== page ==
48 Hour UK Rainfall Total 0900 4th December – 0900 6th December
Site Name Area Rainfall Total mm
Shap Cumbria 262.6
Keswick Cumbria 178.4
Blencathra Cumbria 174.8
Capel Curig Gwynedd 170.6
Tyndrum Perthshire 141
Eskdalemuir Dumfriesshire 139.2
Bainbridge North Yorkshire 136
Cluanie Inn Ross & Cromarty 132.8

The rainfall caused some rivers to flood and homes had to be evacuated in areas of Cumbria and in Northumberland. The Environment Agency still has a number of flood warnings in place.

An Amber ‘be prepared’ warning for wind was in place for parts of  SE Scotland and NE England as wind speeds were expected that could potentially cause disruption, structural damage and disrupt transport.  Gusts of over 80 mph were experienced in more exposed locations, with the strongest recorded gust of 99 mph at Great Dun Fell, a high level site in Cumbria at 847m.

Max Gust Speeds 5 December 1800 – 6 December 0900
Site Name Area Max Gust mph
Capel Curig Gwynedd 81
Needles Old Battery Isle of Wight 78
High Bradfield South Yorkshire 77
Redesdale Camp Northumberland 73
Loftus Cleveland 70
Aberdaron Gwynedd 69
Charterhall Berwickshire 68
Valley Gwynedd 67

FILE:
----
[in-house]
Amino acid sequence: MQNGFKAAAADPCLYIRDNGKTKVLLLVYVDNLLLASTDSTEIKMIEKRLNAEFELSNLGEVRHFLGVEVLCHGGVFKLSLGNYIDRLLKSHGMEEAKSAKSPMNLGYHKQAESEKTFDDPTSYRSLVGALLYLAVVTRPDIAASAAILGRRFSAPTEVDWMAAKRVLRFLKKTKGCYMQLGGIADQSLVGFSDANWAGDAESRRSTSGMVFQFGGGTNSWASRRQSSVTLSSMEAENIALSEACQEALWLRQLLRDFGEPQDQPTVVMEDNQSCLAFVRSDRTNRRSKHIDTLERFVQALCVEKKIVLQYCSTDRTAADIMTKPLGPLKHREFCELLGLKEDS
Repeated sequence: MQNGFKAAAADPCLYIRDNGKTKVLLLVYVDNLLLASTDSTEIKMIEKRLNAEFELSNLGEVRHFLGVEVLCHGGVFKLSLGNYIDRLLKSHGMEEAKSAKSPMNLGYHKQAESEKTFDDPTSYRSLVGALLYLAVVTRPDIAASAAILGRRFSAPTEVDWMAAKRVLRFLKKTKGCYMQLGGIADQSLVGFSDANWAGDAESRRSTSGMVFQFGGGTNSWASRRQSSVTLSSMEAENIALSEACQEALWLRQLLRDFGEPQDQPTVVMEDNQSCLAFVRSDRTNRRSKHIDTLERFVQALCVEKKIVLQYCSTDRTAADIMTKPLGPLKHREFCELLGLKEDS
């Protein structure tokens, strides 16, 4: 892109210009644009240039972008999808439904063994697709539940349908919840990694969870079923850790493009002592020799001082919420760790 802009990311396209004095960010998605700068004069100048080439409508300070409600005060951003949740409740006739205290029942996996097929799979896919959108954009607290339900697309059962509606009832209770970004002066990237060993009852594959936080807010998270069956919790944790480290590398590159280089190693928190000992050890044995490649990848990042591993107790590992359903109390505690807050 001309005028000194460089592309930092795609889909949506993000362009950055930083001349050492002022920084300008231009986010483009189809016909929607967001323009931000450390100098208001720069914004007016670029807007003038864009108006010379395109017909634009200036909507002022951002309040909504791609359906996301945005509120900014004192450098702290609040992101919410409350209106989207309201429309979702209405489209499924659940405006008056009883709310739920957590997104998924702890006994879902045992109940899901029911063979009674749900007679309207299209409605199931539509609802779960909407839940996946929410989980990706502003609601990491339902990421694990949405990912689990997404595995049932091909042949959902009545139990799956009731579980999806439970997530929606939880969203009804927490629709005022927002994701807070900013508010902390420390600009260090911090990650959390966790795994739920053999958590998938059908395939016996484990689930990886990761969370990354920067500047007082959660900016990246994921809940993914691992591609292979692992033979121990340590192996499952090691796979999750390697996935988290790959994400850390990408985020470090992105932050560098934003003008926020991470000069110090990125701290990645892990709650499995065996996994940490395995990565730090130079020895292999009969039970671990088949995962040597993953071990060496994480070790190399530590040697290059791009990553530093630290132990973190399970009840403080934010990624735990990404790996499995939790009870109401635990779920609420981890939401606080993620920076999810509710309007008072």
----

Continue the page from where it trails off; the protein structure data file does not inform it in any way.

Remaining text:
There are no weather warnings in place for the rest of today (Sunday), however the Environment Agency and the Scottish Environment Protection Agency (SEPA) still have a number of flood warnings in place as water courses are still reacting to yesterday’s rainfall. A warning is in place for Monday and will be updated as required.

You can keep up to date with the latest forecast using our five day forecast pages, the latest weather warnings on our National Severe Weather Warnings pages and find out what to do in severe weather.





Met Éireann names Storm Clodagh

28 11 2015

The current unsettled spell of weather continues and the low pressure system that is forecast to affect Ireland and the UK on Sunday has been officially named Storm Clodagh by Met Éireann.

This makes it the third officially named storm of the joint Met Office Met Éireann pilot project to name storms that affect the UK and Ireland through the autumn and winter 2015/16.

Storms can be named by either the Met Office or Met Éireann.

Met Éireann named the storm on Saturday 28 November having issued an Orange warning for severe gales across Eire for Sunday.

The Met Office has issued a yellow be aware National Severe Weather Warning for wind for a medium likelihood of low impacts from severe gales across some parts of Northern Ireland, Wales, England and parts of southern Scotland.

Pressure chart for Sunday 29 November 2015 at midday

Pressure chart for Sunday 29 November 2015 at midday

The strongest winds are expected to reach Northern Ireland around dawn on Sunday, and most areas by the end of the morning, before gradually subsiding from the west during the afternoon and evening.

There remains some uncertainty with the track of this low and the precise wind speeds and areas to be affected. You can keep up to date with the latest on our forecast pages.





Warm November on course to equal record in England

27 11 2015

UPDATE – 3 December 2015 – Provisonal full month stats show that November 2015 was the dullest on record